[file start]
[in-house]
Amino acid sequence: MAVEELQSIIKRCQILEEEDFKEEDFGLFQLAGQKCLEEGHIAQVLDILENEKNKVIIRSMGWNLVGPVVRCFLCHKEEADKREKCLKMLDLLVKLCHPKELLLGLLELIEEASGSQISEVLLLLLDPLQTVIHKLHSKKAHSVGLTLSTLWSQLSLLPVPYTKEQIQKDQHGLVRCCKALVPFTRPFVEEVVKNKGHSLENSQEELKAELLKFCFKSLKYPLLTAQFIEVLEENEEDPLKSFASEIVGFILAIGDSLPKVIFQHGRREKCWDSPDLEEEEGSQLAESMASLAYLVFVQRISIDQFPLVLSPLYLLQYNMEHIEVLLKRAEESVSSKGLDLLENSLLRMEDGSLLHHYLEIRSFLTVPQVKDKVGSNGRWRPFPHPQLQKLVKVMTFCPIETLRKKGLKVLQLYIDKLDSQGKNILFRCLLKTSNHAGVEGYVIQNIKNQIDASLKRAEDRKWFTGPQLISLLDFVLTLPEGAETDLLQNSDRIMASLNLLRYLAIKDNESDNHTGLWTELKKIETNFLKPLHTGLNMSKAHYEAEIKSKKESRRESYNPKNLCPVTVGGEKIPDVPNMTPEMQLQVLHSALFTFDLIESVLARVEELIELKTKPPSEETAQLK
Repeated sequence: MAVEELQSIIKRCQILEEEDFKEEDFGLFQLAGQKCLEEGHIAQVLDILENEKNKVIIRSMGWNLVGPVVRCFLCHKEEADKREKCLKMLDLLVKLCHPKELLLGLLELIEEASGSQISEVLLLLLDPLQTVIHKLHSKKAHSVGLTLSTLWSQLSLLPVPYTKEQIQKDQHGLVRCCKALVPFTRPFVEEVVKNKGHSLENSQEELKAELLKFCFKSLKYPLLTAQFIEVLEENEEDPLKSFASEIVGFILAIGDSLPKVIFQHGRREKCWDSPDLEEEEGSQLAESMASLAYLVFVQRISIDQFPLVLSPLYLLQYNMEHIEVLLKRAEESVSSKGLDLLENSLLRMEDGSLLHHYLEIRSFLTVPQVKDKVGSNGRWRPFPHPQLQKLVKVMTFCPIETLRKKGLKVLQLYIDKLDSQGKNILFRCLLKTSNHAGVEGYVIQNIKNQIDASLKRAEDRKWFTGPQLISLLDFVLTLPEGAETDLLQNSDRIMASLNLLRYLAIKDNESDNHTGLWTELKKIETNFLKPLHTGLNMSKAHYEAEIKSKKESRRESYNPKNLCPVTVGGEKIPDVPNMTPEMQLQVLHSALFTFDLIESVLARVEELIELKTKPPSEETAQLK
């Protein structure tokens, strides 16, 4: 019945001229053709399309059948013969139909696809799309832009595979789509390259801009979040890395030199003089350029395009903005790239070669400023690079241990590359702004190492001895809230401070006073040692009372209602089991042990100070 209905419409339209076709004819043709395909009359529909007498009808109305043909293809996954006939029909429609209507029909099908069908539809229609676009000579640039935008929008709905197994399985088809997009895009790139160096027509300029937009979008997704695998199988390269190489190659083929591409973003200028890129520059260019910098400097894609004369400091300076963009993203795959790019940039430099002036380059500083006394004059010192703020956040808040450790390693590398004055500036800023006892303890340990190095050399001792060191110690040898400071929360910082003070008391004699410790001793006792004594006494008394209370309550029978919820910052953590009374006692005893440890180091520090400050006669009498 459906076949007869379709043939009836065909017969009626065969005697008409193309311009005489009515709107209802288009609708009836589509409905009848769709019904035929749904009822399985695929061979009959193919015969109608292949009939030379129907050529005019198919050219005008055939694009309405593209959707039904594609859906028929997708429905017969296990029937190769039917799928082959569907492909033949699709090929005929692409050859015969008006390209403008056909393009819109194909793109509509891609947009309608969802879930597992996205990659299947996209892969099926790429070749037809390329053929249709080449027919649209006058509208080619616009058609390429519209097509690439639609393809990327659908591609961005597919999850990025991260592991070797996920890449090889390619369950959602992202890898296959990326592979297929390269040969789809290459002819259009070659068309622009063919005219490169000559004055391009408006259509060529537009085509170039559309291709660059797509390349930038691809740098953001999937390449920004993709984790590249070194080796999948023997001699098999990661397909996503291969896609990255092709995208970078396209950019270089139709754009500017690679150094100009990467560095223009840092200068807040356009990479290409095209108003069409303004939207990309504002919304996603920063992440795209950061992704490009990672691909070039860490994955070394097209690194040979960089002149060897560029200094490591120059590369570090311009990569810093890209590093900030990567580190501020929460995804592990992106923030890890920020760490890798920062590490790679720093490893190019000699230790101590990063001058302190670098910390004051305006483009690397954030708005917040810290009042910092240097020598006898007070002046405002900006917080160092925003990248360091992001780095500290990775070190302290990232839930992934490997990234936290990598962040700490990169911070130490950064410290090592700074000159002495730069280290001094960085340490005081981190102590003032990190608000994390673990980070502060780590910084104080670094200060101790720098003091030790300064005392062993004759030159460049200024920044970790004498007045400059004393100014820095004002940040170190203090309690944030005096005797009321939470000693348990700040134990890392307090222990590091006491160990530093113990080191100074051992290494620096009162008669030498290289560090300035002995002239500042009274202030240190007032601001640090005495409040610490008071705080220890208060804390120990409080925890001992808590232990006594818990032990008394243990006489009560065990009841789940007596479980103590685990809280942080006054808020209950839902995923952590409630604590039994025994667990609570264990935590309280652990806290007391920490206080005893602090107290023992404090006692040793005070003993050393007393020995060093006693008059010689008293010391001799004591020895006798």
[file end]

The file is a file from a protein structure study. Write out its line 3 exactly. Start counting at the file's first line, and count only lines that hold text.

Repeated sequence: MAVEELQSIIKRCQILEEEDFKEEDFGLFQLAGQKCLEEGHIAQVLDILENEKNKVIIRSMGWNLVGPVVRCFLCHKEEADKREKCLKMLDLLVKLCHPKELLLGLLELIEEASGSQISEVLLLLLDPLQTVIHKLHSKKAHSVGLTLSTLWSQLSLLPVPYTKEQIQKDQHGLVRCCKALVPFTRPFVEEVVKNKGHSLENSQEELKAELLKFCFKSLKYPLLTAQFIEVLEENEEDPLKSFASEIVGFILAIGDSLPKVIFQHGRREKCWDSPDLEEEEGSQLAESMASLAYLVFVQRISIDQFPLVLSPLYLLQYNMEHIEVLLKRAEESVSSKGLDLLENSLLRMEDGSLLHHYLEIRSFLTVPQVKDKVGSNGRWRPFPHPQLQKLVKVMTFCPIETLRKKGLKVLQLYIDKLDSQGKNILFRCLLKTSNHAGVEGYVIQNIKNQIDASLKRAEDRKWFTGPQLISLLDFVLTLPEGAETDLLQNSDRIMASLNLLRYLAIKDNESDNHTGLWTELKKIETNFLKPLHTGLNMSKAHYEAEIKSKKESRRESYNPKNLCPVTVGGEKIPDVPNMTPEMQLQVLHSALFTFDLIESVLARVEELIELKTKPPSEETAQLK